What are the employment prospects and salary rates for agriculture graduates?
Agriculture graduates and veterinary graduates have some of the highest employment rates, according to new research.
The study comes following a significant increase in the numbers of students opting to study agriculture in third level.
Employment opportunities for graduates of Irish universities continued to improve last year, according to the report published by the Higher Education Authority (HEA).
‘What do graduates do?’ is published each year and provides insights into the first destination of graduates of Irish universities and colleges of education, nine months after graduation.
The latest report looks at how 2014 graduates – from Degree, Postgraduate, Masters and Doctorate courses – have fared in relation to employment and further education.
Employment prospects for agriculture graduates
Agriculture and Veterinary graduates have amongst the highest level of employment with 70% working nine months after graduation.
Of those graduates, 54% of those working are based in Ireland with a further 16% based overseas.
Relevance of education
The HEA research also showed that Agriculture and Veterinary graduates are most likely to consider their qualification to be very relevant to their area of study at 79%.
This compares to 23% of graduates of Arts and Humanities courses who think their education was relevant to their employment.
Salary Levels for agriculture graduates
For Agriculture and Veterinary and Health and Welfare 2014 graduates, the most common reported salary was between €25,000 and €28,999, nine months after graduation.
Only 8% of employed Agriculture and Veterinary graduates in 2014 reported a salary of less than €20,000.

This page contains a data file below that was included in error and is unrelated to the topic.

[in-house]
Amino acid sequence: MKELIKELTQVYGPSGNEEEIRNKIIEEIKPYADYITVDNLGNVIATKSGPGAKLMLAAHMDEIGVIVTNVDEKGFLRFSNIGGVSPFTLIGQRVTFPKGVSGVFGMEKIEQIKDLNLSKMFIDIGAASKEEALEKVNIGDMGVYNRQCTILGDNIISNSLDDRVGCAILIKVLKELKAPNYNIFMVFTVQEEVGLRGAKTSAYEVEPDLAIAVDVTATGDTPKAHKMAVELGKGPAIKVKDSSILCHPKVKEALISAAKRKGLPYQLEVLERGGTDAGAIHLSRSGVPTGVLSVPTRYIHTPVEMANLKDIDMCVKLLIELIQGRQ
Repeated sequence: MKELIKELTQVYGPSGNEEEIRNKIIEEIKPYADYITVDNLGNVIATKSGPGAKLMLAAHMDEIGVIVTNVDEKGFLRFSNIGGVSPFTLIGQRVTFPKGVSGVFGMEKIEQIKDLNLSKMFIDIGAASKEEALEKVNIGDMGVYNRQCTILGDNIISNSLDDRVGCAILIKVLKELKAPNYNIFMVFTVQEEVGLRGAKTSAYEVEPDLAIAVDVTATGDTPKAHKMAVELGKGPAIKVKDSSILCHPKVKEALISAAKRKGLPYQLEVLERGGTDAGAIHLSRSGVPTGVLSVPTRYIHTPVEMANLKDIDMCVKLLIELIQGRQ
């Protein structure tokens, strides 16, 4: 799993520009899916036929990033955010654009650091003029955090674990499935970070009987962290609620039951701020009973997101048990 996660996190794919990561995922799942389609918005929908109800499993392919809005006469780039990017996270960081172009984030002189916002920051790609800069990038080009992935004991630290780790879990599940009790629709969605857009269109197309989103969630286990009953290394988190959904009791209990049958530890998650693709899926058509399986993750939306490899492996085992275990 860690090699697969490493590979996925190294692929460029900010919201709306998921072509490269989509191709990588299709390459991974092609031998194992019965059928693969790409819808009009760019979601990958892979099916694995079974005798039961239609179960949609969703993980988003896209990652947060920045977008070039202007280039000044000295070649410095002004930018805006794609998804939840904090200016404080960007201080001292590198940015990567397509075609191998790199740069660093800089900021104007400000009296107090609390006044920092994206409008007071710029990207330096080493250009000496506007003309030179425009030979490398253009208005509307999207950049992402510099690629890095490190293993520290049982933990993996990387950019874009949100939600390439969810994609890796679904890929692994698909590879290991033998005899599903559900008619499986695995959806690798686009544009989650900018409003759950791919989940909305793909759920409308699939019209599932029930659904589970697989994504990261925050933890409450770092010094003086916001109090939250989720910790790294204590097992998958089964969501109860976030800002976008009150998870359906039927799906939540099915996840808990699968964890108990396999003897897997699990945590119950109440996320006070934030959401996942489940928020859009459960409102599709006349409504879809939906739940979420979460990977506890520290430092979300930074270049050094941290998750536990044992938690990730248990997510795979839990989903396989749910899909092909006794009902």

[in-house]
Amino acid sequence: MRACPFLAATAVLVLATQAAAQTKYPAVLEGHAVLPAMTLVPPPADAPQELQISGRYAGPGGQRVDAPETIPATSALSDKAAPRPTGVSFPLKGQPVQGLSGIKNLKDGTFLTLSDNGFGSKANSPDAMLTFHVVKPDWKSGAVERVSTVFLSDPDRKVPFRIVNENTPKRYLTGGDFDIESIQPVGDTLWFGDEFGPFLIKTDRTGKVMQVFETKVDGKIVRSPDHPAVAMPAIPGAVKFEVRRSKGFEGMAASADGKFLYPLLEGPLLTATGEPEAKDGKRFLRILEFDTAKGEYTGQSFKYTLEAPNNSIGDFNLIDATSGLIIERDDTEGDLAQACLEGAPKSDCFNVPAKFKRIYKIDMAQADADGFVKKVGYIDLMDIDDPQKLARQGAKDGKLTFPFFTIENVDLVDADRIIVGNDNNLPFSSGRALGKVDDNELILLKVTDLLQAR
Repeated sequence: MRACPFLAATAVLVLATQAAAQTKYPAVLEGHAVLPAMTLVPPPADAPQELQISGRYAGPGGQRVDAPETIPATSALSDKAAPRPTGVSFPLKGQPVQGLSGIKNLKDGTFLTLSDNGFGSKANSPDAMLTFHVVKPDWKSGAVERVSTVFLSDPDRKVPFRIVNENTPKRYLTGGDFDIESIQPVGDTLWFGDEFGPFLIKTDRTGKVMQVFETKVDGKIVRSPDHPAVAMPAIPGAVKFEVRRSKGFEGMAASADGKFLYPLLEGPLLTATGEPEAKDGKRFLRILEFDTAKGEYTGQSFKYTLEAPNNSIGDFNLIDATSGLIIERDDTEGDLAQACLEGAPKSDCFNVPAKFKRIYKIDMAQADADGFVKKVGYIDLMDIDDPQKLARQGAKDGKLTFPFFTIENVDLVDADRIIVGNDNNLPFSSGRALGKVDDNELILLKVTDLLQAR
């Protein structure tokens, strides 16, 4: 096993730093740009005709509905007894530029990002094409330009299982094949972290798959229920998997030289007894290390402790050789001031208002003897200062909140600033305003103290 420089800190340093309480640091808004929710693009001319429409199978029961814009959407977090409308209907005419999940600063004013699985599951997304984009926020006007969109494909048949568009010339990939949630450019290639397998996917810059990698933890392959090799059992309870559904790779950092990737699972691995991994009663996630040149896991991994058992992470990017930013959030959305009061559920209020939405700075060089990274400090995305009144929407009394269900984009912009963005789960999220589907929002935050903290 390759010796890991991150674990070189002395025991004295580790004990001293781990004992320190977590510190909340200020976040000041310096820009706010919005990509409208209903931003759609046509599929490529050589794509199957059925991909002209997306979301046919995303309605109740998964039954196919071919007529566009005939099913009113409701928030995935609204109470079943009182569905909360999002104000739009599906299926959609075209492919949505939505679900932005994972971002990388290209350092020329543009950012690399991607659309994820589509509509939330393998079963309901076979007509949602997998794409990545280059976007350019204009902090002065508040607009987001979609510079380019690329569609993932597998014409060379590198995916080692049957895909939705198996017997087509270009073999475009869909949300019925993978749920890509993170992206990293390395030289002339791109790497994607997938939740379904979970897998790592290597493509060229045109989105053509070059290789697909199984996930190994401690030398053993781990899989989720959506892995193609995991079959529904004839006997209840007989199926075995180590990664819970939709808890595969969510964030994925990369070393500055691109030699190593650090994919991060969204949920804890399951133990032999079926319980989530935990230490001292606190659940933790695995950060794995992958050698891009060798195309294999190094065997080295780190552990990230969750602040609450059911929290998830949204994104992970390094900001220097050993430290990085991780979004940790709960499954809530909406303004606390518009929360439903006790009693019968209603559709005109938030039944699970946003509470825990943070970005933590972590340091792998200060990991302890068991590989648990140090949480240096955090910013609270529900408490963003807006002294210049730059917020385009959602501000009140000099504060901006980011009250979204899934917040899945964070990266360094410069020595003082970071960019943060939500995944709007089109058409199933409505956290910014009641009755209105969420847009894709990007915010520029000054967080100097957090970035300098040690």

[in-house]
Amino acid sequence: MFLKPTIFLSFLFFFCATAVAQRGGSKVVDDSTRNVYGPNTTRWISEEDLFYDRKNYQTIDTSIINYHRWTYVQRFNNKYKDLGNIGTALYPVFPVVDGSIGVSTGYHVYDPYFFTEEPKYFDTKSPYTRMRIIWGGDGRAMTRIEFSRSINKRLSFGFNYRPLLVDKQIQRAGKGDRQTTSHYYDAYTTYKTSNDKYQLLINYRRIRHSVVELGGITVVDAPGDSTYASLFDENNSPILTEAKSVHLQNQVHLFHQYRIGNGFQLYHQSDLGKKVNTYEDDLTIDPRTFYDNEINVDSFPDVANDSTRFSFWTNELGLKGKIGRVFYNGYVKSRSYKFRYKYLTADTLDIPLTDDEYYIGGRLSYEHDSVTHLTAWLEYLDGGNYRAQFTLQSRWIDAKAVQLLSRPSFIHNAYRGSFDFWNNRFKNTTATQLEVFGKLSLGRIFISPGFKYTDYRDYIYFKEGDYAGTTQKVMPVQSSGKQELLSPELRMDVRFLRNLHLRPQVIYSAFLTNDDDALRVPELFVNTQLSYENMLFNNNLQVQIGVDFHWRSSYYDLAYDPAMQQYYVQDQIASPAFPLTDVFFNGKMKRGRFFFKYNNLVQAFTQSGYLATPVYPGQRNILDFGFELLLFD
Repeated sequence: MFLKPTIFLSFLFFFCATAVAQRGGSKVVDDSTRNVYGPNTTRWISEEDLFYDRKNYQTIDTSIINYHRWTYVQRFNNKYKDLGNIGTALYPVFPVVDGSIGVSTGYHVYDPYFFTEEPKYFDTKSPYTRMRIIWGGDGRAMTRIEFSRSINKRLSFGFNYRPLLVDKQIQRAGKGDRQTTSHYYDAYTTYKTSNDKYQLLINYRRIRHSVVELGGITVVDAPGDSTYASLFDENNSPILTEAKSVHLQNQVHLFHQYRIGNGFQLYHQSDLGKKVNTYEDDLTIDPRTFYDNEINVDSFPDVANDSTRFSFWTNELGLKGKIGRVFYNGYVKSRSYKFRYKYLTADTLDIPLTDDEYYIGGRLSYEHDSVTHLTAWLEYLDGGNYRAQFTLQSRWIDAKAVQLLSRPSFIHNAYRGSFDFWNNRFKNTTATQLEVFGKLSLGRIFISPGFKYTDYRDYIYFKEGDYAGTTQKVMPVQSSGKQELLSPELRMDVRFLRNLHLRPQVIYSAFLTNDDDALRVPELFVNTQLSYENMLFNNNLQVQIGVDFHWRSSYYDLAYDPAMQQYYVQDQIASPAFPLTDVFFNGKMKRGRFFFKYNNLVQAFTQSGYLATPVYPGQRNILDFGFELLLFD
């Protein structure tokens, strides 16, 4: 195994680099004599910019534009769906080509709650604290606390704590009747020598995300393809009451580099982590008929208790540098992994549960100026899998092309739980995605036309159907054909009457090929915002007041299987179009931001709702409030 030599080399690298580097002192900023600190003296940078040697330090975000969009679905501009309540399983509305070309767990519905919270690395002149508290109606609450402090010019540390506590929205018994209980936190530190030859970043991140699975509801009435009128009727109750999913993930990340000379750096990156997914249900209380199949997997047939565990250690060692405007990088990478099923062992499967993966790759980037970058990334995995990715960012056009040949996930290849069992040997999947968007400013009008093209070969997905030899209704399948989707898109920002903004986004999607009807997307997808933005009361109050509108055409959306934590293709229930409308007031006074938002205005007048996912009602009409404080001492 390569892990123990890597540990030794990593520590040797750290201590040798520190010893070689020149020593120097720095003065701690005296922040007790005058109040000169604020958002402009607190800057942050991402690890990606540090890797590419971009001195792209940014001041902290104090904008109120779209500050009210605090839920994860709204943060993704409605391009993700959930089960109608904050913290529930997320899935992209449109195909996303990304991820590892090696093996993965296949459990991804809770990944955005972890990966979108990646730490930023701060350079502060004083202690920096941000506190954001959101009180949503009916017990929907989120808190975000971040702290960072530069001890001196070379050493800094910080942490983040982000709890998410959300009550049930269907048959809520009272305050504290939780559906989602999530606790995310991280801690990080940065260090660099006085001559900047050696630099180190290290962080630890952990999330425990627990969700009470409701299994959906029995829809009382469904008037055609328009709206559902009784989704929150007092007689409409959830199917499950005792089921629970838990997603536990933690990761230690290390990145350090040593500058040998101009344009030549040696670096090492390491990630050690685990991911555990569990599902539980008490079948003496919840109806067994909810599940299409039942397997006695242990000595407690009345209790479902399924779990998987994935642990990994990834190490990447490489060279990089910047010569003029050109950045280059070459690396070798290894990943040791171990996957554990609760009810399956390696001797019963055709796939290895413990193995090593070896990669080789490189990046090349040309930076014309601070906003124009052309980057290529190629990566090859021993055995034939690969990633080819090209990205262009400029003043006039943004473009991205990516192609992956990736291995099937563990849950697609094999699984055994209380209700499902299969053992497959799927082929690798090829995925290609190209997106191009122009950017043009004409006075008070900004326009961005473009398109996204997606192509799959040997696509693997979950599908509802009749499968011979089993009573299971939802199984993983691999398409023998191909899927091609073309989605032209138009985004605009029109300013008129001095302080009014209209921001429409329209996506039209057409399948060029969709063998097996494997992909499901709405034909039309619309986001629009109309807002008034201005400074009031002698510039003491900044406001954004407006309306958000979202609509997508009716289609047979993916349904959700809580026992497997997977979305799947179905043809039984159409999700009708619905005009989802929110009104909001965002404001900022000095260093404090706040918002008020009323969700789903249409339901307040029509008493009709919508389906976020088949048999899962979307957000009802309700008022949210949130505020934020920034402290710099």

Agriculture compares favourably to those in other fields such as science, engineering and education.
Overall, Computer Science/ICT graduates are the highest earners, with 37% of such graduates earning €33,000 or over.
Latest statistics from the CAO show a fall in students first preferences for agricultural and horticultural courses.
The statistics show that many students’ preference has turned to professions popular during the boom times such as the traditional professions and construction-related courses.
Some 595 students put down an agricultural course as their first CAO preference this year compared to 734 in 2014 a fall of 18%.
Last year the points for the country’s flagship Agricultural course – Ag Science in UCD jumped to 465 on the back of increased demand from students for the course. Back in 2007, Ag Science in UCD was 315 points.
Where agricultural graduates are working?
The regions of employment for Honours Bachelor Degree graduates, nine months after graduation. Dublin is the region with the most employment opportunities, with 37% of graduates employed there.
The South West (16%) and Overseas (16%) were also most popular destinations for employed graduates.
Commenting today, Tom Boland, CEO of the HEA, said the findings of this report highlight many positive outcomes for graduates.
“Overall, employment levels – and employment in Ireland in particular – have improved from last year, and fewer graduates are going overseas for work,” he said.
You can read the report in full here